Around half of all employees set to benefit from the National Living Wage (NLW) work in industries where the increase in the wage bill will be just 0.6 per cent or less according to a new report by independent think-tank the Resolution Foundation.

The analysis found that around one in four workers are expected to benefit from the NLW, which will initially be set at £7.20 an hour in April 2016 and is expected to rise to over £9 by 2020. The total wage bill is set to increase by £1.5bn (0.2 per cent) in April 2016, rising to £4.5bn (0.6 per cent) in 2020.

The report also found that around 2.9 million employees benefitting from the NLW – almost half of those affected – work in industries where the wage bill is expected to increase by 0.6 per cent or less. These include education, health, manufacturing and construction.

A further 2.7 million employees who are set to receive a pay rise work in hospitality, retail and support services. A far greater proportion of workers in these sectors will be affected – almost half of all hospitality workers will benefit by 2020 – and the increase in their wage bills will be higher. The report found that hospitality will experience by far the biggest wage bill increase at 3.4 per cent by the end of the decade.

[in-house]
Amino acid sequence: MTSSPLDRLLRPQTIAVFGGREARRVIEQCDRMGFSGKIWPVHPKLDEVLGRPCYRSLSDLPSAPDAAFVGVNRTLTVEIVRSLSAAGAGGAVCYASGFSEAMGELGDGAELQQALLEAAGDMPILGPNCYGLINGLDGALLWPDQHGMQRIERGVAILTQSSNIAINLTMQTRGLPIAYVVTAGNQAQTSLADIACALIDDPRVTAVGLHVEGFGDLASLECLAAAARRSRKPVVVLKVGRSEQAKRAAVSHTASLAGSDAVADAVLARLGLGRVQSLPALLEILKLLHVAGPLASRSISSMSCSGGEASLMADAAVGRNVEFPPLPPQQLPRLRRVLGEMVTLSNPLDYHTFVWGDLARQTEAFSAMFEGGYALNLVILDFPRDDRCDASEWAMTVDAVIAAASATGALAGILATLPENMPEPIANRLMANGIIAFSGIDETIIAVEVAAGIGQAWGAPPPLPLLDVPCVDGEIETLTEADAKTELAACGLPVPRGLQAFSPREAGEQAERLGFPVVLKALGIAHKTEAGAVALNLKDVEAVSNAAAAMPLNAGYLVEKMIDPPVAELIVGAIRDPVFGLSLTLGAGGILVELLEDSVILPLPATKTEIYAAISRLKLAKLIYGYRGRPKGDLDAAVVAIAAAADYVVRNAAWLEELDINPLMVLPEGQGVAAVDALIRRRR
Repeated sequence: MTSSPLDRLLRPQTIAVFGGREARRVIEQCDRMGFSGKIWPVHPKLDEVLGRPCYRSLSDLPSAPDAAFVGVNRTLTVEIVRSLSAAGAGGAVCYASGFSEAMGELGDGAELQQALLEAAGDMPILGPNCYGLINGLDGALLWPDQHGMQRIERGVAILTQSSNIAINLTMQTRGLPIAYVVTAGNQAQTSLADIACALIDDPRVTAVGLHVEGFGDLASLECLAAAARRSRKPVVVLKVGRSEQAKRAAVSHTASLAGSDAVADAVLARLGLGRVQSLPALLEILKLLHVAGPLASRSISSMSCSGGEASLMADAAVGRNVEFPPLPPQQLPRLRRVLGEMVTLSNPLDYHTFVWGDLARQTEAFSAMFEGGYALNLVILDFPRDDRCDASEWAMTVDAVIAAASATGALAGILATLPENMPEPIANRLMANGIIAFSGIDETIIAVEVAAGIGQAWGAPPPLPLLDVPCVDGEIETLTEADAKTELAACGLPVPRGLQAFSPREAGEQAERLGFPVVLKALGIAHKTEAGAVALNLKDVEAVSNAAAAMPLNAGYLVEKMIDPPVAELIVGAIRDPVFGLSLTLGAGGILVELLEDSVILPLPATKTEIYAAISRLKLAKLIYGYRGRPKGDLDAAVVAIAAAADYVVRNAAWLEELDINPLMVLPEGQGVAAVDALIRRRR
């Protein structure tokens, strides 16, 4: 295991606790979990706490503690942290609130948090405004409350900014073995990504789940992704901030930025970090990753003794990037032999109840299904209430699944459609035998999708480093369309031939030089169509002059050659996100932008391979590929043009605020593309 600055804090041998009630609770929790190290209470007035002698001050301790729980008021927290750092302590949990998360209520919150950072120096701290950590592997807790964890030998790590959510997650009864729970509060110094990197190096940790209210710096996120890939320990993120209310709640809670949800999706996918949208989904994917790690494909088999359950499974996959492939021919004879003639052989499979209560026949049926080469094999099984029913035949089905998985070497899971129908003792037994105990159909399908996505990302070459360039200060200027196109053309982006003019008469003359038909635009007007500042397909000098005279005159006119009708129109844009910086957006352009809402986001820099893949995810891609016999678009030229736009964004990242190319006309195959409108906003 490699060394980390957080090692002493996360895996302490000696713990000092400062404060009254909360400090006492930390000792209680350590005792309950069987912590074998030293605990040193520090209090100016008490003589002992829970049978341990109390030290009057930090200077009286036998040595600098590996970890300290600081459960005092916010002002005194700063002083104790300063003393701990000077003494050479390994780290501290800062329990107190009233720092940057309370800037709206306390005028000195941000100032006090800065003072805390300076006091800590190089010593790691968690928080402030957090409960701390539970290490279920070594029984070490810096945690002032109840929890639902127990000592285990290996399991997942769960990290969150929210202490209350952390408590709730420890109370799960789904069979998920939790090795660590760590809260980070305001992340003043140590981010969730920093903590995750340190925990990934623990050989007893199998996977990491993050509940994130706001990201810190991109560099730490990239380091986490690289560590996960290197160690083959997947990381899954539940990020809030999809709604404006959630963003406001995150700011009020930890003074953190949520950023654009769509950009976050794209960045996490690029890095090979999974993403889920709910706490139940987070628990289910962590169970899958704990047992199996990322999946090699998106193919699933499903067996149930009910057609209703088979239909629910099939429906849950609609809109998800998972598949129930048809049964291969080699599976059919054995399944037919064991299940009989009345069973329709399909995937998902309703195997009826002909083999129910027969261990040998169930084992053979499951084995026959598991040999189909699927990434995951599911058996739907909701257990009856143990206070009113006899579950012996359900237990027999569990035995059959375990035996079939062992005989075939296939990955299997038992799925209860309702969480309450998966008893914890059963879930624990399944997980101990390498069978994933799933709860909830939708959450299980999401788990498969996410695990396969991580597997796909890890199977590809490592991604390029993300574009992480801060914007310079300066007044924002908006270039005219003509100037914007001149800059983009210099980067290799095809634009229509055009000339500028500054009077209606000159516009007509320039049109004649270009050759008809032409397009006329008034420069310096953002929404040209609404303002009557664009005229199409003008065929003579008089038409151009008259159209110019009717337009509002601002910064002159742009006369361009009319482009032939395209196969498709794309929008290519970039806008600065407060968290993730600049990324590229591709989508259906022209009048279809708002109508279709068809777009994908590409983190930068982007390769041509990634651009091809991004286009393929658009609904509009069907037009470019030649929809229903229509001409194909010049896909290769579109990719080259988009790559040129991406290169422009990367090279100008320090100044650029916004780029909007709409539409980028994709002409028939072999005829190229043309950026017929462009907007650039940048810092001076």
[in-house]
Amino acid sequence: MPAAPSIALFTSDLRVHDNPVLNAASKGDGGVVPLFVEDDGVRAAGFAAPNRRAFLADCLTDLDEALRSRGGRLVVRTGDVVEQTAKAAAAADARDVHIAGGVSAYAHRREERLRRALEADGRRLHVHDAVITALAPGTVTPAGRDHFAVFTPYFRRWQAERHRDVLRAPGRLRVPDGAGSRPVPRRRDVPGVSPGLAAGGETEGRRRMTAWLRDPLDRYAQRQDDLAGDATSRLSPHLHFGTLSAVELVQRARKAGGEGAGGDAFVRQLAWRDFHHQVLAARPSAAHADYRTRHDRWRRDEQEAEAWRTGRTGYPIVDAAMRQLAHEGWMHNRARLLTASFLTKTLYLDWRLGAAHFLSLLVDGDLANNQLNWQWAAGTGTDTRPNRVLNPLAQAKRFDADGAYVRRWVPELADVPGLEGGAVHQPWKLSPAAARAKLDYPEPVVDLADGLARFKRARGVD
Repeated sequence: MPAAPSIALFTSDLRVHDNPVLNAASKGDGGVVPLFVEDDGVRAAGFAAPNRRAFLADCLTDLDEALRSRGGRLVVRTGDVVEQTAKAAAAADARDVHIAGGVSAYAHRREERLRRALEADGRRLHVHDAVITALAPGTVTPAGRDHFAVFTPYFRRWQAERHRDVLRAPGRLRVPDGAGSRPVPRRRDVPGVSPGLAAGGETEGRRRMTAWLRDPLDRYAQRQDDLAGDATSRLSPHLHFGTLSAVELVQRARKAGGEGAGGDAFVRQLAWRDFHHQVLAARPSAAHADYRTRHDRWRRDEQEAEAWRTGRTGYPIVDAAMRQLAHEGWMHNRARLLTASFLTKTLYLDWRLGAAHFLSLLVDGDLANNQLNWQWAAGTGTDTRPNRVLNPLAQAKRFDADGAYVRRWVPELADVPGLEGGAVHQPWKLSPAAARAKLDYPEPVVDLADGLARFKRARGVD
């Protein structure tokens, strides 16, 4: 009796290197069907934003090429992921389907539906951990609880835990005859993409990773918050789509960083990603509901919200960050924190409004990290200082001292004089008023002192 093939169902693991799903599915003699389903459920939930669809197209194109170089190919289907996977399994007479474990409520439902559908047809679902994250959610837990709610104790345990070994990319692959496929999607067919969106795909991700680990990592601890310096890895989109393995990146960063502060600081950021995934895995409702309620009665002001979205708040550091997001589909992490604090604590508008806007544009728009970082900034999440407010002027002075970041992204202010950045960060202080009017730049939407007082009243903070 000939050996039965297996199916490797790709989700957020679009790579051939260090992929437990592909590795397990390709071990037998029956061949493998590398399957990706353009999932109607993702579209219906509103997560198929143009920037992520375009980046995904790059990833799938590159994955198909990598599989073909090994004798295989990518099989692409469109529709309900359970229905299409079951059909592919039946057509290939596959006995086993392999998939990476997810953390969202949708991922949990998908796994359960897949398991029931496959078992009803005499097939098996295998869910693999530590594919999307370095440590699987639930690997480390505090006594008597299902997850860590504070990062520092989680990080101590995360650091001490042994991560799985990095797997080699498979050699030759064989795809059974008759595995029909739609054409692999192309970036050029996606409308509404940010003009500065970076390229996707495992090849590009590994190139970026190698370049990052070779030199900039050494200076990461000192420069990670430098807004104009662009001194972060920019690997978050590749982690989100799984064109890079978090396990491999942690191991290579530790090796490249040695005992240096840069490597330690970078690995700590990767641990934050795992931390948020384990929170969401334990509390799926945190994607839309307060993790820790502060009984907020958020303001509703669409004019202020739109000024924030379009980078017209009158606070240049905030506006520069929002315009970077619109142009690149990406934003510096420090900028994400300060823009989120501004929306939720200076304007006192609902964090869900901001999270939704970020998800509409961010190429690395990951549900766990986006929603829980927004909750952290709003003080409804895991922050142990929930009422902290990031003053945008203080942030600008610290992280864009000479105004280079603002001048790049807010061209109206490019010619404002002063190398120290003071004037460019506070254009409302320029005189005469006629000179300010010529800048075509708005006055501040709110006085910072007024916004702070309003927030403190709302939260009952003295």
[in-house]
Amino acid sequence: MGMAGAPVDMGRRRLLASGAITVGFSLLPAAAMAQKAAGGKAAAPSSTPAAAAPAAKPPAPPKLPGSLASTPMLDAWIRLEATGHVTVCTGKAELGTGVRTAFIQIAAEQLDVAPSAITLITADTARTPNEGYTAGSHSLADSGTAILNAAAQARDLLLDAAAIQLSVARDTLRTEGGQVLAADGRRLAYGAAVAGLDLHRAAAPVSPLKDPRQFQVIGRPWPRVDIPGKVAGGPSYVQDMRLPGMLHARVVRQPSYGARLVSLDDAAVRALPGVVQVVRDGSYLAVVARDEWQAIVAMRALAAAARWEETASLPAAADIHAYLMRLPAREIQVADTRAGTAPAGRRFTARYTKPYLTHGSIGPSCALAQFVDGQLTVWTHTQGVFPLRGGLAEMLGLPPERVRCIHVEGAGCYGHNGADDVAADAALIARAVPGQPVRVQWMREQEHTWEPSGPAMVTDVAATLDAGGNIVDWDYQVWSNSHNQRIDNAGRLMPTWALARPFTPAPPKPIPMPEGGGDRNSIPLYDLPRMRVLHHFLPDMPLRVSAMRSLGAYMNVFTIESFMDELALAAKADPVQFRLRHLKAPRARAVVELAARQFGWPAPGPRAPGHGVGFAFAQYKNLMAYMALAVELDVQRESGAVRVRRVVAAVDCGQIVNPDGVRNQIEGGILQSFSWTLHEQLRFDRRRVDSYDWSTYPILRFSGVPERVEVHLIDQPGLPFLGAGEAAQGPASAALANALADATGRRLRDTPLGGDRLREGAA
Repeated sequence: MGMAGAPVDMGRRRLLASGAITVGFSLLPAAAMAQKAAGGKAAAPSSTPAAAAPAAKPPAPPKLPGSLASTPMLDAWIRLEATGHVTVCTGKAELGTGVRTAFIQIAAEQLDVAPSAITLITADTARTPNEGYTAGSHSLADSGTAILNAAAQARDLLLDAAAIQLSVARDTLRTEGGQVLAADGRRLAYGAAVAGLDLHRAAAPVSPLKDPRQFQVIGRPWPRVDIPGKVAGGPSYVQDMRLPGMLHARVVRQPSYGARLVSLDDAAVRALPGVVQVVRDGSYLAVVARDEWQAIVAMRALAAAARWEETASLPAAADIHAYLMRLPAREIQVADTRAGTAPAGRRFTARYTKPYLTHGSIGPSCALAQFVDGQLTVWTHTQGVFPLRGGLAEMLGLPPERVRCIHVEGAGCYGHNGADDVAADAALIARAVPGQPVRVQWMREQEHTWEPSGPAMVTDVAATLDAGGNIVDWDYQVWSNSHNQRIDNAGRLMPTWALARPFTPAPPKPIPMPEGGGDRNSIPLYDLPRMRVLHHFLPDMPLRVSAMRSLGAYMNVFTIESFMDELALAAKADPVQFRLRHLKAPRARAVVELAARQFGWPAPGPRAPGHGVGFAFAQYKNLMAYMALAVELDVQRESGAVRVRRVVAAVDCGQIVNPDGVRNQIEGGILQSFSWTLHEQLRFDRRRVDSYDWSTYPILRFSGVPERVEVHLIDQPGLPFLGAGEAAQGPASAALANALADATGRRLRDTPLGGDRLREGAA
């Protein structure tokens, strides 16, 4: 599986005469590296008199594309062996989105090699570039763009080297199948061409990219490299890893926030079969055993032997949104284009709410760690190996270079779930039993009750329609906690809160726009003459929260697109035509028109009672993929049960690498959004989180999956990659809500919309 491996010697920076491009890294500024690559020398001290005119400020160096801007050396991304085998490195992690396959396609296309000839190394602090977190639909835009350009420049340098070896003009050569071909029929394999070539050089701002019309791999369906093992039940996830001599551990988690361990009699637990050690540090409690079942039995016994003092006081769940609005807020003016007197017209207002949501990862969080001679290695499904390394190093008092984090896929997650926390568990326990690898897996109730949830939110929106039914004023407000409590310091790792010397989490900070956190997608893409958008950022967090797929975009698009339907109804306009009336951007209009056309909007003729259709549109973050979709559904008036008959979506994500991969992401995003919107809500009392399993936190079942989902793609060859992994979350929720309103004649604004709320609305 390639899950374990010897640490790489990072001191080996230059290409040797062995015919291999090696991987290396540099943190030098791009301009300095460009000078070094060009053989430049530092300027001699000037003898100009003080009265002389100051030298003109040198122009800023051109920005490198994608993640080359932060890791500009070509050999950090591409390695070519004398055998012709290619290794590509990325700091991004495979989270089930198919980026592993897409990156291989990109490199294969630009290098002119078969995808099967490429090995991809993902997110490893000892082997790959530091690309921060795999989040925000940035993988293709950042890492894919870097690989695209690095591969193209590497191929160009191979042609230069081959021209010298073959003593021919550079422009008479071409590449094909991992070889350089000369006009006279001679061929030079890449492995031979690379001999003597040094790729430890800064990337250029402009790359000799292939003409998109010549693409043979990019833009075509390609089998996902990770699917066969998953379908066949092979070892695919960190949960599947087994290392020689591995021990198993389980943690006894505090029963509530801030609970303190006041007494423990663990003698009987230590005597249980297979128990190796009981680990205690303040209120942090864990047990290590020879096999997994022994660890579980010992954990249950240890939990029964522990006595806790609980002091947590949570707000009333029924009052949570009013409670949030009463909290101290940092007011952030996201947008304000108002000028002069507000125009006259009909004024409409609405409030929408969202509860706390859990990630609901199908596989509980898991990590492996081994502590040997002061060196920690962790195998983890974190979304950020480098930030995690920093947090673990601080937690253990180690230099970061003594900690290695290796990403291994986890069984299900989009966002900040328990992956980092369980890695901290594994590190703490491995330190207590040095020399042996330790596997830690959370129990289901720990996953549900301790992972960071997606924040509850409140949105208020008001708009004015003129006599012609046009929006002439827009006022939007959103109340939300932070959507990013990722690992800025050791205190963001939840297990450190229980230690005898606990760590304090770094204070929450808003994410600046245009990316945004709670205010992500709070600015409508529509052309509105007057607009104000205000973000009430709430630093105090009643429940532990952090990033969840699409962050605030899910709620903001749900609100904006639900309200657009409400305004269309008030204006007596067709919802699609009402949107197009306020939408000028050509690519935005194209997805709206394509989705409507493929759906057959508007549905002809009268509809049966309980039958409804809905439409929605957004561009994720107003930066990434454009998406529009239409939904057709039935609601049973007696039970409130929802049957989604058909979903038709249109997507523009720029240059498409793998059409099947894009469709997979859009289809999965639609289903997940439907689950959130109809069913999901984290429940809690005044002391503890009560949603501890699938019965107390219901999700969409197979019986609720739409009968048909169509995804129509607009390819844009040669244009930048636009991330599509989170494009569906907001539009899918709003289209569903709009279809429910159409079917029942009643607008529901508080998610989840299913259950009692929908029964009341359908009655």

The study also reported that the “bite” of the NLW – its value relative to typical hourly earnings – will also vary considerably across sectors. The bite in retail – which is currently 74 per cent – will eventually rise to 88 per cent by 2020.

In hospitality – where the minimum wage bite is already 93 per cent – it is expected to eventually rise to an unprecedented 110 per cent. More than half of all hospitality workers will be paid the NLW or less as a result. It is important to note, however, that part of the reason for this is that a high proportion of workers in the sector (around one in three) are under 25 and therefore ineligible for the NLW.

The Foundation says that it is not yet clear how businesses in the most affected areas will respond to the NLW, though it points to past evidence of modest price rises in hospitality and efficiency gains elsewhere, with warnings of job losses often proving to be overstated.

The Foundation is calling on the government to set out a clear plan for implementing the new NLW and to clarify the role of the Low Pay Commission in monitoring progress and identifying areas of concern.

Iain Birrell of Thompsons Solicitors commented “The report's common sense and evidence based reassurance that employers will adapt to the NLW, and that the sky won't fall in, is a welcome counterpoint to bleaker predictions. Its impact will undoubtedly assist many low paid workers in bringing home a better wage. We must not lose sight of the fact that, despite its name, this is not actually a living wage in the sense which we understand. Nor does it apply to anyone under 25. It is a therefore a welcome start, but only a start nevertheless.”

To read the report in full, go to: